Alcoholism: How It Is Destroying Relationships And Families Everywhere

  • Post author:

Over the years as a therapist, I have seen the rise in alcohol abuse among patients and in the environment around them. Many of them can only feel good when they can escape their problems through a drunken haze. Many of them deny they have a problem with drinking and some of them deny that they drink at all. It has become a habit and an ingrained one at that. I have also seen how alcohol abuse can ravage the mind, body and spirit, cause severe health and mental problems and lead to inappropriate behaviour such as promiscuity, aggression and drink driving. All usually justified by stating “I wouldn’t have done this when I was sober!” or something of the like. This is the major problem : It becomes totally routine to drink and justify it, leading to an increase in consumption to get the same effect.

Many codependents I work with are also involved with an alcoholic and become involved in the dysfunctional environment around them. It plays into their enabling nature and in the end, the often fuels the problem. Many have been physically, emotionally or verbally abused when their partner is under the influence. Many are affected financially when thousands are spent every month keeping the addiction going. We mustn’t forget that many alcoholics are “functioning” where it appears that they can drink large amounts with being visibly affected. These people might become abusive when not drinking. There are myriad reasons the functioning alcoholic drinks, with stress prevalent in a large number of cases, according to experts. However, the outcomes are the same: health problems, turbulent relationships or eventual meltdowns. Virtually every alcoholic is in denial to some extent and resistant to effective treatment, often blaming all around them. The effect on families and partners is extremely destructive.

Not only is this a drain on families but also on society in general. The National Institute of Drug and Alcohol Abuse in America states that the costs of healthcare, related crime, lost productivity, etc of drug and alcohol abuse in 2013 was around 600 billion dollars… for alcohol alone 275 billion dollars. These are staggering sums, more than some countries have available generally. In Germany, the number of alcohol poisoning incidents jumped by 112 percent between 2015 and 2017, rising 194 percent among people aged 20 to 25. In 2017, a record in Germany was set for the number of under-19’s hospitalised for alcohol abuse. The impact on society is incredible but still we are encouraged through the media to drink. Glossy adverts showing healthy looking people drinking and enjoying themselves is not reality but this is the reality we are sold.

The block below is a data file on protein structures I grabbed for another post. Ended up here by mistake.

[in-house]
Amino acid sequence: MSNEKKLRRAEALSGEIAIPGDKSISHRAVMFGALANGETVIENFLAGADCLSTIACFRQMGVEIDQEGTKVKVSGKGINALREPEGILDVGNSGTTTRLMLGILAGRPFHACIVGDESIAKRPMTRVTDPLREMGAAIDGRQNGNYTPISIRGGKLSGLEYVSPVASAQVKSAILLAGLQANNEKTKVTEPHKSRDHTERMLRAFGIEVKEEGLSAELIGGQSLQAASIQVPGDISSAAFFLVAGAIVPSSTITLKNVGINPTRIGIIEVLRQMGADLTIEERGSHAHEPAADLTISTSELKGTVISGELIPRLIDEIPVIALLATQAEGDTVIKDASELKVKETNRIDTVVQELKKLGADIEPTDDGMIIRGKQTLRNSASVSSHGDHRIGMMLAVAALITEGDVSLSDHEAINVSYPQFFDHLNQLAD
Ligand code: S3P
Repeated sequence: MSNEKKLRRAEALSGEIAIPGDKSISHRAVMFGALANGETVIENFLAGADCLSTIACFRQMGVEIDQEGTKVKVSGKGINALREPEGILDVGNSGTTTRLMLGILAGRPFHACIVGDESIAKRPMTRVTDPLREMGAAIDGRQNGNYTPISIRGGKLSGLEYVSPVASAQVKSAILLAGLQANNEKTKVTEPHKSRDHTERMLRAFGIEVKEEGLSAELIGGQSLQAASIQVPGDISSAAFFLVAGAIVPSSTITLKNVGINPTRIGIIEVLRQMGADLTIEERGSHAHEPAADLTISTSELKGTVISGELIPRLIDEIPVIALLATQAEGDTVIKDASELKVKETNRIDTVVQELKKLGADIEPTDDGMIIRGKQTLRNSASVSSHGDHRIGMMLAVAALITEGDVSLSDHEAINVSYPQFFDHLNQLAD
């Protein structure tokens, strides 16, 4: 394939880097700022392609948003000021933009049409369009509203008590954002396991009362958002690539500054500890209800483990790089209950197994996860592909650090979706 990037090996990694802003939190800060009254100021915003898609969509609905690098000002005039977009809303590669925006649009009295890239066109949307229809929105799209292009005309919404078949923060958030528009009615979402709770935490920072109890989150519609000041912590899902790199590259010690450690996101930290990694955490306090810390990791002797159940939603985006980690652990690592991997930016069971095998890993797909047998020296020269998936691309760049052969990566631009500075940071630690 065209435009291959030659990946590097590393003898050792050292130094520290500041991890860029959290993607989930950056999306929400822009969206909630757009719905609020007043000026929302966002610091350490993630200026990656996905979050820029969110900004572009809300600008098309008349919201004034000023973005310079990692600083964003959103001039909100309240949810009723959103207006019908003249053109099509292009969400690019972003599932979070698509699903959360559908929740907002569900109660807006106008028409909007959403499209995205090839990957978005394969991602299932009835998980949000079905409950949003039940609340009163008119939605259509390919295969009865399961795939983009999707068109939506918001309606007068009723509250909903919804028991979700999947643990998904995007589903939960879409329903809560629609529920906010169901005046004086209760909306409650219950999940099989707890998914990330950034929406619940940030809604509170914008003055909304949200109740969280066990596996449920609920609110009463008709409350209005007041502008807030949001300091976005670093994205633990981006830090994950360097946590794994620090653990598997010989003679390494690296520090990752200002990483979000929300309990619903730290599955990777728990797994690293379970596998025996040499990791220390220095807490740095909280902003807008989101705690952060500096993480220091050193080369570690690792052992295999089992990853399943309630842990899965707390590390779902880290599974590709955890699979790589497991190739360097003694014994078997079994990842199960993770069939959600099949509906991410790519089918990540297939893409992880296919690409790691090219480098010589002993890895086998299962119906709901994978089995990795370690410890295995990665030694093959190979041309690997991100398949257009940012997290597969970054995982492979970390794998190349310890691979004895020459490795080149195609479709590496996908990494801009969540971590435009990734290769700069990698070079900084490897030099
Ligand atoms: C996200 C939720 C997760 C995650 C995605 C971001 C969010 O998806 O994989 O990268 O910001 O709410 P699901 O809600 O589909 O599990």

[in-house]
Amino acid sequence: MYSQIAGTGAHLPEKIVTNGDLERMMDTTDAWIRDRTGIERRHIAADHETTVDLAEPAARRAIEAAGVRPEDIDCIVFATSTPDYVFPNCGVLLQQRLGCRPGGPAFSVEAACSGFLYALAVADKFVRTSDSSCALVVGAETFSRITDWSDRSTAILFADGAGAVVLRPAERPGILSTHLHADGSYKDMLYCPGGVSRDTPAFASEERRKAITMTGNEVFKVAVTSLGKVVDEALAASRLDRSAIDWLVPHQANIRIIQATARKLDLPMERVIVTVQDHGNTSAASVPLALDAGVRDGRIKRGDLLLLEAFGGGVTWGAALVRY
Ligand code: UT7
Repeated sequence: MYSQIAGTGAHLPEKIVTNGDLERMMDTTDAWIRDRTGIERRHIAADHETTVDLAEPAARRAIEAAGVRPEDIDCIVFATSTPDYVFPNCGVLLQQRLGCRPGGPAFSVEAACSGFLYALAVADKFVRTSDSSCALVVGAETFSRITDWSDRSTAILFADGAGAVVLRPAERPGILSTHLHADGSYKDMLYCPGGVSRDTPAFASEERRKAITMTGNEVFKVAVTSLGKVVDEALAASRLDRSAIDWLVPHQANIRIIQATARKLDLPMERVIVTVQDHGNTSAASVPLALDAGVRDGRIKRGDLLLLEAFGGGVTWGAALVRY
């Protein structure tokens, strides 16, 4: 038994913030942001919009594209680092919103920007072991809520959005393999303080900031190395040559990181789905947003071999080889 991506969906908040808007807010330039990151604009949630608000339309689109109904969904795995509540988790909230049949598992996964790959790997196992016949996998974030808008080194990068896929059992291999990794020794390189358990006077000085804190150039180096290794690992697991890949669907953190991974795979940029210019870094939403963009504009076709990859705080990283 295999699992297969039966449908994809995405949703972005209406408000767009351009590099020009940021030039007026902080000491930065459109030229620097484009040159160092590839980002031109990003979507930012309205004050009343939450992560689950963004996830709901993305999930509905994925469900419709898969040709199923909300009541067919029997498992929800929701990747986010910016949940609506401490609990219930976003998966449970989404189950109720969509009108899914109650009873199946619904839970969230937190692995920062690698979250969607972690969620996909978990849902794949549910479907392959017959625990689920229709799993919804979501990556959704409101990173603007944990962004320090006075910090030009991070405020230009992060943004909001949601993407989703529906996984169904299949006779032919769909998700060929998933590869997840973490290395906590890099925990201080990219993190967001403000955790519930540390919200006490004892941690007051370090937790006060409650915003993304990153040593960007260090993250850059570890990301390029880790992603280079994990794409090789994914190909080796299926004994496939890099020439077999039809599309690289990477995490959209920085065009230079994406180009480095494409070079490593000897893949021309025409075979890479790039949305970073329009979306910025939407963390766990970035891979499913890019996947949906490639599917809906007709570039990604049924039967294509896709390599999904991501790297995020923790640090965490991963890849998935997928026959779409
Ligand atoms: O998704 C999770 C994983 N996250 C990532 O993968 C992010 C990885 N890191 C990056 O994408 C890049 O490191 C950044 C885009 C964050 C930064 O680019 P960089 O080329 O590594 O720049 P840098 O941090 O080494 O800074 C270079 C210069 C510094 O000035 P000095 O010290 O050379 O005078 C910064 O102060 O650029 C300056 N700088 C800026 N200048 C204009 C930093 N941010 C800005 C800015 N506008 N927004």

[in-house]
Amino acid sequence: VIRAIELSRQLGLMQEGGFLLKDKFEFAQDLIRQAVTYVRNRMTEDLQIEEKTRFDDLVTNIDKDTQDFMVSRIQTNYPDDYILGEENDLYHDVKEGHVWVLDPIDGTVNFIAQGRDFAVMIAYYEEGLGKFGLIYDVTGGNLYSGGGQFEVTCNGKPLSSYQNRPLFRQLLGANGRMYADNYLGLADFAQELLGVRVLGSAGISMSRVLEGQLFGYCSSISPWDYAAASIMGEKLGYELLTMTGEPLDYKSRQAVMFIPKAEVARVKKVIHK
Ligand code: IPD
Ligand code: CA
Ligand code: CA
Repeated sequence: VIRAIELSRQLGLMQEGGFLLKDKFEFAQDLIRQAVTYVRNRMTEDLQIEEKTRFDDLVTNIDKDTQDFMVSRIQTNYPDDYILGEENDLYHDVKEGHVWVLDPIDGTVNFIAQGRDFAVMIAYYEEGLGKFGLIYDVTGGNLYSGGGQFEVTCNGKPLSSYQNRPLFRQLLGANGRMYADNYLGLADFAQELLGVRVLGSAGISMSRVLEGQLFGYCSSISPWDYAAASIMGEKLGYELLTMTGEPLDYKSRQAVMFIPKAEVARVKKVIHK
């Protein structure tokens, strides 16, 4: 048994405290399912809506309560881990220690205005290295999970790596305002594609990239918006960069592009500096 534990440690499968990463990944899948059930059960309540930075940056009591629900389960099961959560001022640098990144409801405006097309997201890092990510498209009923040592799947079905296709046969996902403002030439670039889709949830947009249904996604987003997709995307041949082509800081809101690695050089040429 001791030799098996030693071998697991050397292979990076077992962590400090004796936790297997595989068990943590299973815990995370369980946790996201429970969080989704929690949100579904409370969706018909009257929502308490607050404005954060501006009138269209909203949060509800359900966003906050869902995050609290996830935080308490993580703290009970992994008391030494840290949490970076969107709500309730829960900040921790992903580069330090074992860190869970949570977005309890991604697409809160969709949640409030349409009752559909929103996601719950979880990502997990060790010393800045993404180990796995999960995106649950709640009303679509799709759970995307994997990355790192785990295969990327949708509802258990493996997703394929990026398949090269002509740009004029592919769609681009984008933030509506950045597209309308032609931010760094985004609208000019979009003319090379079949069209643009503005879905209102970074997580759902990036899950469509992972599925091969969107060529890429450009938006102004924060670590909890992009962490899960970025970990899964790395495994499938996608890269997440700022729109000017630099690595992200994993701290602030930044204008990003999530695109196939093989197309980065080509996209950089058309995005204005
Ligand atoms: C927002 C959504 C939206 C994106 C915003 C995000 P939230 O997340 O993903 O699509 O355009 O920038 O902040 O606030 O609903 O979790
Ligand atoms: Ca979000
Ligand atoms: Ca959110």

Alcohol use can make mild social problems worse by causing people to be more irritable and likely to argue and by affecting judgment and control of behavior. Alcohol use can also be the topic of arguments. Misuse of alcohol can lead to a number of moderate and serious social problems including:

losing friends;

losing jobs;

child abuse and domestic violence;

separation of family members; and


These things also happen without alcohol involved but add it and it certainly does not help. Until the governments in charge REALLY control the use and sale of alcohol AND deal with the social problems that can cause alcohol abuse, the problem will not get better.

What is an alcoholic?

How much you drink can influence your chances of becoming dependent. Those at risk for developing alcoholism include:

Men who have 15 or more drinks a week

Women who have 12 or more drinks a week

Anyone who has five or more drinks per occasion at least once a week

One drink is defined as a 12-ounce bottle of beer, a 5-ounce glass of wine, or a 1 1/2-ounce shot of liquor. You have an increased risk for alcohol abuse and dependence if you have a parent with alcoholism. You may also be more likely to abuse alcohol or become dependent if you:

Are a young adult under peer pressure

Have depression, bipolar disorder, anxiety disorders, or schizophrenia

Have easy access to alcohol

Have low self-esteem

Have problems with relationships

Live a stressful lifestyle

Live in a culture alcohol use is more common and accepted

Subscribe to Dr Jenner's Blog via Email

Enter your email address to subscribe to this blog and receive notifications of new posts by email.

Join 5,493 other subscribers


Dr. Nicholas Jenner, a therapist, coach, and speaker, has over 20 years of experience in the field of therapy and coaching. His specialty lies in treating codependency, a condition that is often characterized by a compulsive dependence on a partner, friend, or family member for emotional or psychological sustenance. Dr. Jenner's approach to treating codependency involves using Internal Family Systems (IFS) therapy, a treatment method that has gained widespread popularity in recent years. He identifies the underlying causes of codependent behavior by exploring his patients' internal "parts," or their different emotional states, to develop strategies to break free from it. Dr. Jenner has authored numerous works on the topic and offers online therapy services to assist individuals in developing healthy relationships and achieving emotional independence.

This site uses Akismet to reduce spam. Learn how your comment data is processed.